Jumbos invade Onesi houses (Namibia)


Paulus Kiiyala Shiku, New Era

Date Published

See link for photo. 

A herd of elephants with babies invaded and continued to damage houses and fences at Oshikondailongo village in the Onesi constituency. 

Oshikondailongo is located at the edge of the Uukolonkadhi community forest, 17 kilometres west of the Onesi settlement in the Omusati region. 

The jumbos gave villagers a rude awakening for the first time last Friday, feeding on their melons that were collected from the fields and stored inside the houses. Their mahangu is now at the threshing area, and is also at risk as the elephants might start feeding on it after their favourite melons are finished. 

The damage continued until yesterday, and is expected to last until the pachyderms are driven away. 

The environment ministry’s spokesperson Romeo Muyunda said a team would attend to the incident. “It is a given that the ministry will make sure the elephants are kept far from the fields. However, we need to realise that this is the time when elephants are moving in search of water as it is a dry season.” 

Muyunda said since farmers know that the elephants are in the area, they have to be cautious. 

The councillor of the Onesi constituency Festus Petrus told New Era yesterday that the constituents called him on Thursday to inform him about the situation. 

He rushed to the area to inspect and inform the officials of the ministry of environment about the damages caused by the elephants, and also requested them to send game rangers to drive them away. “The officials assured me that they will send the rangers as soon as possible to keep the elephants away from the houses and minimise losses,” said Petrus. 

He observed that these are dangerous animals which can kill humans, especially when provoked, and villagers should stay alert and safe when they are around. “I don’t want to think of a situation where someone is killed by elephants there, so people must stay away and exercise caution specifically at night because the elephants visit in the night.”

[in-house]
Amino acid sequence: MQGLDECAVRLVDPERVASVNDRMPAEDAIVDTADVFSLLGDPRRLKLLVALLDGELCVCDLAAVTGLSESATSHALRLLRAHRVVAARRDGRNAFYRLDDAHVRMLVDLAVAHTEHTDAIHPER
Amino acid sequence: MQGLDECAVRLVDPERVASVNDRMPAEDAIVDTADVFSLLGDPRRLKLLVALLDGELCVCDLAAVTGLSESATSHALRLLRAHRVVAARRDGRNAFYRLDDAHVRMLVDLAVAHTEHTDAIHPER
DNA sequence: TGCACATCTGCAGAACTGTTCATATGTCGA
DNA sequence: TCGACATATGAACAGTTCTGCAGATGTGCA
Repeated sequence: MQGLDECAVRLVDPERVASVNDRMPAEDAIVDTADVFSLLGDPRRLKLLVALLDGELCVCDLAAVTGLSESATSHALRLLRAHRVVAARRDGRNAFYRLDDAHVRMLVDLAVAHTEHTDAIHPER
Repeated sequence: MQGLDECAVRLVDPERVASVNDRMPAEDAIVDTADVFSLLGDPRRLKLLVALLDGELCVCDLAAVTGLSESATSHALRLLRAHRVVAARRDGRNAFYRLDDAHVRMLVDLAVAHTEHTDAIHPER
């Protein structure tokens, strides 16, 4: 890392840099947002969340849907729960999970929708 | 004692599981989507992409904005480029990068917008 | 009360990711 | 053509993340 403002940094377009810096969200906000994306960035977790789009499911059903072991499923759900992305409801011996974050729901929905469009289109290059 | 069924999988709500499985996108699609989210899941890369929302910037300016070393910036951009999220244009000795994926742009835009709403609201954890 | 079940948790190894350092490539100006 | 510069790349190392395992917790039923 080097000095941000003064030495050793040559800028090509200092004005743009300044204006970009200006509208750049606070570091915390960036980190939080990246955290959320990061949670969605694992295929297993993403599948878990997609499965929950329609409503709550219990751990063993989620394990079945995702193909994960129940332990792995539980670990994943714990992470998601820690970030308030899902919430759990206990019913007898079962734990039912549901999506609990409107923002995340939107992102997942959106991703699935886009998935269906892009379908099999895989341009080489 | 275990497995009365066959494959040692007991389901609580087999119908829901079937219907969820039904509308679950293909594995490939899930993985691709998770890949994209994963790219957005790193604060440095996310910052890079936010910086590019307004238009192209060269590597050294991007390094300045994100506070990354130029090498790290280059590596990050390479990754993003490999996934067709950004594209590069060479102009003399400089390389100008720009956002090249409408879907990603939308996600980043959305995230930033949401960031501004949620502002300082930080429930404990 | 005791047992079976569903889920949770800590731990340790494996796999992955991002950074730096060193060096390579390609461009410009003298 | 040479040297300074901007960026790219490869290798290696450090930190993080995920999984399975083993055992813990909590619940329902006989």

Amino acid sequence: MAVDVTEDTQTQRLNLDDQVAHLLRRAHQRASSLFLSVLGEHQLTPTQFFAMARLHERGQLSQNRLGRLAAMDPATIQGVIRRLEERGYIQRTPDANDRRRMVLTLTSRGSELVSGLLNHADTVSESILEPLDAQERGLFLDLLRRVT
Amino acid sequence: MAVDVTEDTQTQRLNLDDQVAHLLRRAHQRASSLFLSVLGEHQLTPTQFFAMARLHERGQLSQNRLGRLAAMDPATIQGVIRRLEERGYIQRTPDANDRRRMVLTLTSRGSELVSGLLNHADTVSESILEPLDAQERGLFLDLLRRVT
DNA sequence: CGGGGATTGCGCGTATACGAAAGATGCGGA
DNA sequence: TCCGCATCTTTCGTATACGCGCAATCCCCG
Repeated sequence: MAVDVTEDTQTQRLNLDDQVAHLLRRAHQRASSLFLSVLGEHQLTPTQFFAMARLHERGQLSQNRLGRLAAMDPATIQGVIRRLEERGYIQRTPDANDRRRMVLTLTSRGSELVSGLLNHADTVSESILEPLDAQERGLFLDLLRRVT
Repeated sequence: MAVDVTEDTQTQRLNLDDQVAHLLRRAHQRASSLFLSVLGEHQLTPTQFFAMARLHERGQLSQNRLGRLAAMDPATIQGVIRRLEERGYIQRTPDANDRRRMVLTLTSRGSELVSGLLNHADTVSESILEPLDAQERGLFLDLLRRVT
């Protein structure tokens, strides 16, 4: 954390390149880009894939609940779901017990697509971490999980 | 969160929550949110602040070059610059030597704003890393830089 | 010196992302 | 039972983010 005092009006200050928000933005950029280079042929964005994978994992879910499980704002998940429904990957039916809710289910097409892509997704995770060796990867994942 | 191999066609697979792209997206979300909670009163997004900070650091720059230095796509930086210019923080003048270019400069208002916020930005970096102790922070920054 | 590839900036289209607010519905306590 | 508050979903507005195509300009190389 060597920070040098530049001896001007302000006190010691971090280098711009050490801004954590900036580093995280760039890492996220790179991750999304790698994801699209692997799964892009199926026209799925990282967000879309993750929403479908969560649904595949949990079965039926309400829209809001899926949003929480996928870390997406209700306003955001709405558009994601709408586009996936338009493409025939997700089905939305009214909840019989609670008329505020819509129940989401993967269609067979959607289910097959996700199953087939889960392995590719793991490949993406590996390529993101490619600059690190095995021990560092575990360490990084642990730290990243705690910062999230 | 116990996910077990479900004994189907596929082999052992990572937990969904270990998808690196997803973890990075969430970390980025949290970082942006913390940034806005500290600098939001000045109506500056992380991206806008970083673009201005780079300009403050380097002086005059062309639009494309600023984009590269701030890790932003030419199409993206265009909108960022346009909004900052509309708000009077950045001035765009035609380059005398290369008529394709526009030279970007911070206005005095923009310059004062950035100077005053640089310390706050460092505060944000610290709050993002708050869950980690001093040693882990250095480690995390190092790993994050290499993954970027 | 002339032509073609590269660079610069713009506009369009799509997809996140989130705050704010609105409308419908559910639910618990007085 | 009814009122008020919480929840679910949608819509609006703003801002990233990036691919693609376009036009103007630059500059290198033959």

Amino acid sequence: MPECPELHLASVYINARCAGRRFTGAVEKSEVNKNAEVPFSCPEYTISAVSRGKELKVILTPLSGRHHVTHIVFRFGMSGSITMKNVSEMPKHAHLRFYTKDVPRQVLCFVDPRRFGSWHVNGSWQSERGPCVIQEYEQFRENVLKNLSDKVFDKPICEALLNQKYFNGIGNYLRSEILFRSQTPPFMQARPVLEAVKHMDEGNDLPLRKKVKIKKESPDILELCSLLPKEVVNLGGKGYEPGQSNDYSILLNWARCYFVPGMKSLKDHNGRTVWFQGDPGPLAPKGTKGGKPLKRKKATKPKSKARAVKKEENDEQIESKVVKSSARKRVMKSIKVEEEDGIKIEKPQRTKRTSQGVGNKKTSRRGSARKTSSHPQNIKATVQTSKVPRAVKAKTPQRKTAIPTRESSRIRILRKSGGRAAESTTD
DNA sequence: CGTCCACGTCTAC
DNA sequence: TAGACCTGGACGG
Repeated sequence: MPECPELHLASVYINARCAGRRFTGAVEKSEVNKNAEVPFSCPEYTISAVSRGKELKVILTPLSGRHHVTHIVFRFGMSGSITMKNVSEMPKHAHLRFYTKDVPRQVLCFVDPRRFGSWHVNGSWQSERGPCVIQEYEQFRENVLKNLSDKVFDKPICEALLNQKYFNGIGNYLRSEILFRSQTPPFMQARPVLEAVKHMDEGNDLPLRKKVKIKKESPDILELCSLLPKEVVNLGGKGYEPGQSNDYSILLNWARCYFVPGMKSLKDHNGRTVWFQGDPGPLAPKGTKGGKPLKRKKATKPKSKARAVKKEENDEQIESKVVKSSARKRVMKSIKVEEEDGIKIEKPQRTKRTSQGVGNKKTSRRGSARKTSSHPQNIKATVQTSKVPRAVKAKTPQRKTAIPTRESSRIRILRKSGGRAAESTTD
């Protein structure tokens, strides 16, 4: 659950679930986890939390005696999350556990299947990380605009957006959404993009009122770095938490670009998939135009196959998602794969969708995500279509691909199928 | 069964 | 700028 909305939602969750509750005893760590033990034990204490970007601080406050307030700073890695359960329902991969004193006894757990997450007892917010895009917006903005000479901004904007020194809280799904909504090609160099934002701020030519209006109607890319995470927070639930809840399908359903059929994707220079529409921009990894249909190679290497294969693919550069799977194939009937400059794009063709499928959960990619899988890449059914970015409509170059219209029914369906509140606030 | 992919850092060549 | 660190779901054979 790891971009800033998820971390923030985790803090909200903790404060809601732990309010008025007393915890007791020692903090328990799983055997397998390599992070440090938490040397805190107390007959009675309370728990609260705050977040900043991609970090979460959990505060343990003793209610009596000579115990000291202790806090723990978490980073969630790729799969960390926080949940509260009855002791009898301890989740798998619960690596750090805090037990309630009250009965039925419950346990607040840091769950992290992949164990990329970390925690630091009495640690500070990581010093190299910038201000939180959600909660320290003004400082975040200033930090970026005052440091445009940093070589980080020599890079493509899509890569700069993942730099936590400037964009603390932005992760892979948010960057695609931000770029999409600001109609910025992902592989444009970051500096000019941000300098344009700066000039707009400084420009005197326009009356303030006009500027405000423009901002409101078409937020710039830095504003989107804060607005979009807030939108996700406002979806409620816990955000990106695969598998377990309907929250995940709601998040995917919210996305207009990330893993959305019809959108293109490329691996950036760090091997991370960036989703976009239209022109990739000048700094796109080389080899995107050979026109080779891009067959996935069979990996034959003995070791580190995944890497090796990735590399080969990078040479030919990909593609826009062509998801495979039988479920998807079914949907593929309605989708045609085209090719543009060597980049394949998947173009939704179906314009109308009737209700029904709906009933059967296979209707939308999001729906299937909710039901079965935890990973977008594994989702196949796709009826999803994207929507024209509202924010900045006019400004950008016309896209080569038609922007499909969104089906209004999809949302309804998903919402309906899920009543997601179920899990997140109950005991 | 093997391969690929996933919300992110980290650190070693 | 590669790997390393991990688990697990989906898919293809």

The councillor said this is the season when farmers drink Oshitanga and some get intoxicated, which is dangerous when elephants are in the area. 

Oshitanga is a traditional brew made from boiled watermelon juice to which mahangu flour is added, and it is left to ferment overnight before it is ready to drink. It is popular with Aakolonkadhi people every harvest season when the watermelons are ripe. 

“They must stay sober, and avoid walking drunk in the night because they might meet elephants and get hurt or killed,” Petrus warned. 

Ten people were killed through crocodile, hippo and elephant attacks in 2021, Namibia’s Environment and Tourism minister Pohamba said in April 2022. 

As the population grows, most traditional authorities have expanded land boundaries deep in the forests to accommodate people who need land to cultivate and build houses. 

As such, people have encroached on the elephants’ space, causing human-wildlife conflict, as they now compete for water and grazing. 

“This is an area where elephants used to live before the fields, so they will from time to time return to their old grazing grounds in search of water. It is even worse now that they tasted watermelons. We should expect them every harvest season,” the councillor said. 

Julius Johannes, one of the affected farmers whose house was destroyed, told this publication yesterday that the jumbos finished all his melons. 

They visited his house on three consecutive days. He said fortunately, there was nobody in the house when the elephants pushed it down to get access to the melons. “We were not home Friday night. I cannot imagine what could have happened if we were inside.’’ 

The farmer pleaded that the wild animals be driven away from the area before they completely wipe out their harvest and leave them to starve.

“They must come and chase their things away. It is all that I ask. They keep coming back and cause more damage, and we cannot do anything.” 

Johannes’ neighbour, Shikongo Aludhilu, said he called the ministry of environment to compensate or assist him to repair his fence and gate, but they failed. 

“We need to get the ministry to cover for the losses we experienced from elephants,” Aludhilu told New Era.